|HRWA Home||Beavers on the Web|
At one time, it was believed that all beavers had been hunted or otherwise removed entirely from all of the Northeast. However, anyone who has walked our trails lately has noticed the tell-tale markings of renewed beaver activity on many of the trees along the river and its tributaries.
While this return is hailed by many, it also constitutes something of a problem for those who nevertheless wish to enjoy the hiking trails along the river. Beavers not only cut down both new and mature trees, but also their dams and lodges block the free-flowing water of the River and its tributaries, causing local flooding and changing the very landscape which we're attempting to manitain and enjoy.
It's not an easy problem. Below are photographs of beaver activity taken along trails in Manchester, though they can be considered typical of such activity anywhere along the Hockanum River. Of particular interest: the 3rd photograph on the first trail shows 2 trees which had beaver activity, the larger of which was over 2 feet across; while the 3rd photo on the second trail shows 2 trees only a couple of inches across which we attempted to protect (not wholly successfully) through use of fencing around their bases.
> The "New State Road" activity is at the eastern end of the "Upper Trail" section of the trail.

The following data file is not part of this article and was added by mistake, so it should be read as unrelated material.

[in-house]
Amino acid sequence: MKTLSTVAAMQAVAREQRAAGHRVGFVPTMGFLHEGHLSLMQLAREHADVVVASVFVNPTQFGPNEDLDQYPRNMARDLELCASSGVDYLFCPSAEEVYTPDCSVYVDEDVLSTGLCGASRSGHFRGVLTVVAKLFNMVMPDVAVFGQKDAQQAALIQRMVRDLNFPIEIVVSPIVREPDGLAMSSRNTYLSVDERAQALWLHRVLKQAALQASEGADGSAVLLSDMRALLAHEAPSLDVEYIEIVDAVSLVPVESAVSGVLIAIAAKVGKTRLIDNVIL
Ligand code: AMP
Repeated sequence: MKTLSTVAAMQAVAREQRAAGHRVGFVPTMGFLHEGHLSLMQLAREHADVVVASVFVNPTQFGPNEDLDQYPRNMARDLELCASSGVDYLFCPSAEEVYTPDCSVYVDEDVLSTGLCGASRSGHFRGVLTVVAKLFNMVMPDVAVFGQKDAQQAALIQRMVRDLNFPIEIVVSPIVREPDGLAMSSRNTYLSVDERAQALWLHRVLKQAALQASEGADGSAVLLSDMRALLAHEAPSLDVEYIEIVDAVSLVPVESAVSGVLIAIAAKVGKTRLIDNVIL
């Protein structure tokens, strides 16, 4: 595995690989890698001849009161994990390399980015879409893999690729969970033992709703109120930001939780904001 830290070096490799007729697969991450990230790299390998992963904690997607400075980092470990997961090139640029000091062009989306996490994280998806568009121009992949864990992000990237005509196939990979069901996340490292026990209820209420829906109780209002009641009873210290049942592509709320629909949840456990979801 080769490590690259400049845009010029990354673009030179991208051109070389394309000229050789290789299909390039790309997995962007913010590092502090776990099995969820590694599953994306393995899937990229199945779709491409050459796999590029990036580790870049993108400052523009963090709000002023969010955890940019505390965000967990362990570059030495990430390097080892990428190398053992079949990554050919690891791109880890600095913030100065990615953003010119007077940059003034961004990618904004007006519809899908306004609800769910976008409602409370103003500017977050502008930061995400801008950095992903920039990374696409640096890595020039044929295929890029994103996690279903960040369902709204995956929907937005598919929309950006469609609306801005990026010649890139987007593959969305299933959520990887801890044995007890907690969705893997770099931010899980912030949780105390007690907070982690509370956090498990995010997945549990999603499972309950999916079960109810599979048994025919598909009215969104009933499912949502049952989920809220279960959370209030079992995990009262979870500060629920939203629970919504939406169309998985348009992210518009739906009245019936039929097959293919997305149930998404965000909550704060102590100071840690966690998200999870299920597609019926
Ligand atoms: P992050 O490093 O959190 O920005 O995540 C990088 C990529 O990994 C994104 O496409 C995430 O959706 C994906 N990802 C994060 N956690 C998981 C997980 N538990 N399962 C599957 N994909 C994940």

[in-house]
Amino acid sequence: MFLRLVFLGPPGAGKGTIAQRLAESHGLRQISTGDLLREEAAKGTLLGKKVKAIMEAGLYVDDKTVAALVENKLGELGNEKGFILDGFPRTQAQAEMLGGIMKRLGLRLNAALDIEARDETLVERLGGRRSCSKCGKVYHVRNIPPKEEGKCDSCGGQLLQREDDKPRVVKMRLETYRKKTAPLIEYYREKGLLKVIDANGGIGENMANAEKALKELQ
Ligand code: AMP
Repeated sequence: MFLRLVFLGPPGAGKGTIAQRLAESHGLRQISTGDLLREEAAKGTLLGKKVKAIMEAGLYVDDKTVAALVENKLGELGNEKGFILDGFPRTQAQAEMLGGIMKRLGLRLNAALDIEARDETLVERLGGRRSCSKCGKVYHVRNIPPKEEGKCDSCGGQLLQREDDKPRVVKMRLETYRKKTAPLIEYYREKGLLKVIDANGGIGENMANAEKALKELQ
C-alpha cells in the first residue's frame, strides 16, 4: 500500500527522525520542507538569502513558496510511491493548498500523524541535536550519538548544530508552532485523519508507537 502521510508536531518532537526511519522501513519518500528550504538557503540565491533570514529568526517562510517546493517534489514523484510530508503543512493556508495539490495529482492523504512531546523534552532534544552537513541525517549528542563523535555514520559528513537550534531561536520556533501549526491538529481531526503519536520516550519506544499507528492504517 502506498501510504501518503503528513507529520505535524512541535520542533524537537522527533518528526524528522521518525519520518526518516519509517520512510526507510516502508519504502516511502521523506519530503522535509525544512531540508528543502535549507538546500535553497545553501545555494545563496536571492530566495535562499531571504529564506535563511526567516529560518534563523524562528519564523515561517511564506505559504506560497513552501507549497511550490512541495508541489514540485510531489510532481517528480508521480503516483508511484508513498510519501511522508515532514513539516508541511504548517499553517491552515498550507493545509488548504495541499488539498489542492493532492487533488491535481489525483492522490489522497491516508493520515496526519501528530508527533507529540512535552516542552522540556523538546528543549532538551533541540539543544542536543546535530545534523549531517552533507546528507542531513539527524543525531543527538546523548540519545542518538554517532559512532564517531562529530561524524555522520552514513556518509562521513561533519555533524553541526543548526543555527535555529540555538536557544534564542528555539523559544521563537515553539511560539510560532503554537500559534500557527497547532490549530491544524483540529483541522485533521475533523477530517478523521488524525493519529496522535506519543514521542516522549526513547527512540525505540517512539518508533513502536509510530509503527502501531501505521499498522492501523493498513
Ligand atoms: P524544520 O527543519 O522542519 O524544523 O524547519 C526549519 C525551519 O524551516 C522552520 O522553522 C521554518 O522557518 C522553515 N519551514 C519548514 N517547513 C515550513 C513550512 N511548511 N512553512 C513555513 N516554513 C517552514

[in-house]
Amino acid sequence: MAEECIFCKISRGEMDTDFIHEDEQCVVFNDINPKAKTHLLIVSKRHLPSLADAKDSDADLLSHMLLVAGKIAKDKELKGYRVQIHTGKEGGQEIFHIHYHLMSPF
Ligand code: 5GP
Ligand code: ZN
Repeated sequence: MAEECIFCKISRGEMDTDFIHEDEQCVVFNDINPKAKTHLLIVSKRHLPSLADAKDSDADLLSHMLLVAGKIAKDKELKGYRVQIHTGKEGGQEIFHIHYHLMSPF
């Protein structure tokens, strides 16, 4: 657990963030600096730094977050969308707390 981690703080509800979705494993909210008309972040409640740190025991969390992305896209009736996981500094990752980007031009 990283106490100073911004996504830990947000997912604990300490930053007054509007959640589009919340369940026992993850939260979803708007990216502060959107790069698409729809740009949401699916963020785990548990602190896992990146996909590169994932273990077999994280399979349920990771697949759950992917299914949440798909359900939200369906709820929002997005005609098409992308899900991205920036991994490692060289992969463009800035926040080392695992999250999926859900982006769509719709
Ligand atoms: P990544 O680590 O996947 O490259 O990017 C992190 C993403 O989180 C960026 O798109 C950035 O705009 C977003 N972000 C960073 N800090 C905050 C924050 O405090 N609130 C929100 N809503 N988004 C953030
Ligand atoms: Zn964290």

> The "Laurel Marsh" activity is along Hop Brook near the end of Thrall Road.
For both of these sets of photos, the pictures were taken in late November, 2007. Beaver activity, though, is continuous; for example, about a week prior to the Laurel Marsh photos all we saw was the cut tree leaning into other trees standing nearby. When the photos were taken, the tree had not only fallen completely over, but the additional gnawings had also taken place.
Click on any of the photo icons to "walk" through the photo gallery of this activity.
|New State Road Trail|
|Laurel Marsh Trail|
To access the trail information, click on New State Road Trail or Laurel Marsh Trail as appropriate.
For more information on these animals, click the "Beavers on the Web" site at the top of this page.